The 92-year-old son of a First World War naval gunner has spoken of his relief that HMS Caroline has been saved from the scrapyard.
Thomas Weddick, whose father, James, was a chief gunner during the 1916 Battle of Jutland said the 100-year-old vessel, which is set to become a floating museum, will provide invaluable insight into the challenges of life at sea.
"It would have been such a shame if Caroline had been scrapped," he said. "The lines of the vessel are so perfect and she was the fastest battleship in the world when built.
"I would like to think it will capture the imagination of people and help explain how difficult it was to be in the navy in those days and how dreadful war is.
"When you see things like the galley of the ship - it is not as big as the kitchens of half the people I know - it just shows how difficult life must have been back then."
HMS Caroline is set to undergo a multimillion-pound preservation project by the the National Museum of the Royal Navy (NMRN) over the next three years.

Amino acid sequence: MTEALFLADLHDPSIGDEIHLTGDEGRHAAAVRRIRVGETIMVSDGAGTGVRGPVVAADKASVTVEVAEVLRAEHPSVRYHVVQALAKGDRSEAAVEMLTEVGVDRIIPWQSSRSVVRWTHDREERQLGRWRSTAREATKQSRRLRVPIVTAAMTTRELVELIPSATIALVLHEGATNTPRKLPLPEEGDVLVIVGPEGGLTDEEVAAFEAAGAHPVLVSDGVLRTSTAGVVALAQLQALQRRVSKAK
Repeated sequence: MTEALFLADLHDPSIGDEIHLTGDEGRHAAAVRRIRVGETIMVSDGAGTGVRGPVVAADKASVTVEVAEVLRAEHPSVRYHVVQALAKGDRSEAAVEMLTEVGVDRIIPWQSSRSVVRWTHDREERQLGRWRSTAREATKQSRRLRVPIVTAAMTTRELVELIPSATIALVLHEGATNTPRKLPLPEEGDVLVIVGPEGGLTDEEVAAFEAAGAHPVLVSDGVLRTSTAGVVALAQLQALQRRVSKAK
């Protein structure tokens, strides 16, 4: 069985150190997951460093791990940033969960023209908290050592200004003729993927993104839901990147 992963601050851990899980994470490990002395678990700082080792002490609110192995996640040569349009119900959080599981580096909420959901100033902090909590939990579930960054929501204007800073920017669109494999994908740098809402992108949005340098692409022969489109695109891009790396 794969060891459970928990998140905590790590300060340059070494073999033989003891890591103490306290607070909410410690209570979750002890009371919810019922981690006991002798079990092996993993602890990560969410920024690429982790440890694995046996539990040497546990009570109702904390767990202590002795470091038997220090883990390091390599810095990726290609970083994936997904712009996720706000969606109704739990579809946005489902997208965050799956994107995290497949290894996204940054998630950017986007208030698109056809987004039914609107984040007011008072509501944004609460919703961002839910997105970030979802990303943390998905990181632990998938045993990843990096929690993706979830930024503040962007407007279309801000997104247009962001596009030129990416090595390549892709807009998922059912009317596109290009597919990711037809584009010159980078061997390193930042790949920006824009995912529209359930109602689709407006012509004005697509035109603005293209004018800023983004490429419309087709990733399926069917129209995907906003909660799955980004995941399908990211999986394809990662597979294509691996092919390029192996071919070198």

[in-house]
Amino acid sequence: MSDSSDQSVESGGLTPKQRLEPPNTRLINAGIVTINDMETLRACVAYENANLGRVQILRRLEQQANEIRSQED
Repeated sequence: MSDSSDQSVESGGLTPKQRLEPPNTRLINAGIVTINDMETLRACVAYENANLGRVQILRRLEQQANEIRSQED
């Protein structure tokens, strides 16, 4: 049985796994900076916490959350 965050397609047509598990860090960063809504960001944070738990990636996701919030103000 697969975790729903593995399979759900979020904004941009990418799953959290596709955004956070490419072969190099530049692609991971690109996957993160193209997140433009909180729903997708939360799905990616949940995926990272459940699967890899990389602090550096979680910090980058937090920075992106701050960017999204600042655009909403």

Mr Weddick, a retired customs officer from Liverpool who also served with the Royal Navy between 1940 and 1945, said he had fulfilled a lifetime promise to visit the vessel on which his father served but hoped to return once it was restored.
"My father was a Limerick man who joined the navy at the age of 15-and-a-half in 1899. To see the vessel and the parts of it which remain as my dad would have known them is a very moving experience," he added.
A light cruiser, weighing 3,750 tons and measuring 446 feet, HMS Caroline was part of the screening force that sailed out ahead of the Royal Navy's Grand Fleet during the Battle of Jutland to establish the position of the German battleships.
Both sides sustained heavy casualties in what was the most significant clash between battleships during the First World War. Britain and Germany both claimed victory.